The Co-operative Group’s recent announcement that it is to enter the energy market is a welcome development in an industry where an oligopoly currently rules. There are echoes of the past in this development that are worth highlighting for the purpose of aiding our understanding of how co-operative solutions to industry/society problems originate.
Cast your mind back to 1844 (tricky I know but give it a shot). The industrial revolution had created a new class; the working class and they were exploited by the wealthy factory owners under a capitalist system. 28 weavers in the town of Rochdale banded together and opened a co-operative store to provide locals with unadulterated food. From such humble beginnings rose the co-operative movement as we know it today based on the Rochdale principles. Fast forward to the present day and six energy companies are dominating the market, exploiting residents and businesses using misleading sales techniques. The Co-operative Group, on the behest of its members, has stepped in to offer a mutual solution to a modern problem.
Looking closely, we can find parallels with the Rochdale Pioneers and the conditions that forced them to establish a mutual enterprise. In terms of the energy sector, the market has failed to provide consumers with a fair solution to their energy requirements. Malpractice is common, though not as prominent as in the banking sector. The engaged membership of the Co-operative Group has felt the need to develop a solution to correct the failure of the market. The Rochdale-inspired principles of the Co-operative Group will ensure that profit is not the only motive of the new enterprise, with sustainability and environmental concerns high on the agenda (including sourcing electricity from renewable sources). Coupled with twice-yearly sharing of the profit amongst the members, Co-operative Energy is set to revolutionise the energy market in true Rochdale style.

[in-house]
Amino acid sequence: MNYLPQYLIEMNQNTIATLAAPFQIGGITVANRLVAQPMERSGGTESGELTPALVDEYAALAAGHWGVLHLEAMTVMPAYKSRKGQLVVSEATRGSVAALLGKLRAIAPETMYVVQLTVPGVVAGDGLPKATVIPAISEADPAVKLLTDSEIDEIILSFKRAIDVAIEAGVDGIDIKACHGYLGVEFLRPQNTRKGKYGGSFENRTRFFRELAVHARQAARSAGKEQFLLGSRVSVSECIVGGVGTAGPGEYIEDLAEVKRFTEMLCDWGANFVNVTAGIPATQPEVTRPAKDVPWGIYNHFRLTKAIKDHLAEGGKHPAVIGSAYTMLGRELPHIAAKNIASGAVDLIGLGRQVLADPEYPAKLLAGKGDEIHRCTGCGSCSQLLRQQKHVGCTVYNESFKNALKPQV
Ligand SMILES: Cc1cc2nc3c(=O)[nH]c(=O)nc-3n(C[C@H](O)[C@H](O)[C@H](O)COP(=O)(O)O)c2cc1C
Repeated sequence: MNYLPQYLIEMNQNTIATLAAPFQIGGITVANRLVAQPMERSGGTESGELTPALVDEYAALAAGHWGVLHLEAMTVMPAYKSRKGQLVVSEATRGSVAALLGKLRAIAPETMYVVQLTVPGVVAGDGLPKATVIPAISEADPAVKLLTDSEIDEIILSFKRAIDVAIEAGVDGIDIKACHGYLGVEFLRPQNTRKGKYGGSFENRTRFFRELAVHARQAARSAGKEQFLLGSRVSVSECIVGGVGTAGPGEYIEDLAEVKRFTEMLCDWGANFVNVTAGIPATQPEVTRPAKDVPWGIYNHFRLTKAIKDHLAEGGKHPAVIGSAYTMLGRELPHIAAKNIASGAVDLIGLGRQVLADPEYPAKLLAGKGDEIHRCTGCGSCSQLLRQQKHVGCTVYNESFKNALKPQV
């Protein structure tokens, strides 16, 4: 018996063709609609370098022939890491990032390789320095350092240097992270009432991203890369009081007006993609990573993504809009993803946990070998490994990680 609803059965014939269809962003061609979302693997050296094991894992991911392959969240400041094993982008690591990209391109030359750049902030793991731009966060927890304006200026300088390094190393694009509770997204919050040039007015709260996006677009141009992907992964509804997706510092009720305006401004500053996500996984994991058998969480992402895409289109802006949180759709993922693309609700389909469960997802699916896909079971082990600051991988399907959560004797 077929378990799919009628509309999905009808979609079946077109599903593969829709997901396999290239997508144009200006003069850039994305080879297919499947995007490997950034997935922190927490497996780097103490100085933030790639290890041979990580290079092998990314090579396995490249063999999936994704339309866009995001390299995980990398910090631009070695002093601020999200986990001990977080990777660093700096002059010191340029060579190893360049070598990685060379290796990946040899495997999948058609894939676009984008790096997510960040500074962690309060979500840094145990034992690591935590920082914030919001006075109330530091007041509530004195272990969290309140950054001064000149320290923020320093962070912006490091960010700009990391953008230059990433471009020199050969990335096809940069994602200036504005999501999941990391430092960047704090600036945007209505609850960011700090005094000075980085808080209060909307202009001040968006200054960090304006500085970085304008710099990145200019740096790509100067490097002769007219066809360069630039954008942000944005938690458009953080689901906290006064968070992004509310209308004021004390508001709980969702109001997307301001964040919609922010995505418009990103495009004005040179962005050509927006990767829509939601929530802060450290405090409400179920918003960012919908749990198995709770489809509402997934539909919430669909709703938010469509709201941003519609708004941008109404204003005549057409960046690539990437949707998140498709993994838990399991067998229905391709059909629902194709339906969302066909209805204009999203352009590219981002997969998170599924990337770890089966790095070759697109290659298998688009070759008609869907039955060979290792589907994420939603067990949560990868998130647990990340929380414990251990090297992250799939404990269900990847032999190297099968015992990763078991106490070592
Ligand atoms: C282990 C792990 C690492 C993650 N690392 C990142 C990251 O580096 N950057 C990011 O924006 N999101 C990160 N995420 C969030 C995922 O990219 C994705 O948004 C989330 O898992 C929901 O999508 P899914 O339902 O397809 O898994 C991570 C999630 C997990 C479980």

Luckily Co-operative Energy has a benchmark to aspire to. The National Rural Electric Cooperative Association is the umbrella organisation for over 900 rural electric co-operatives in the US. These energy co-operatives serve 42m people in over 47 states, with assets of $112bn. This remarkable performance has been achieved over 75 years and occurred in vastly different circumstances than those prevalent in the UK but still offers a precedent for a significant role for co-operative energy providers.
It remains to be seen whether this revolution will gain enough traction to unseat the “Big Six”; only time will tell. I’m quietly confident that the Co-operative Energy is primed to spark a new wave of co-operation just in time for the 2012 UN Year of Co-operatives. Watch this space.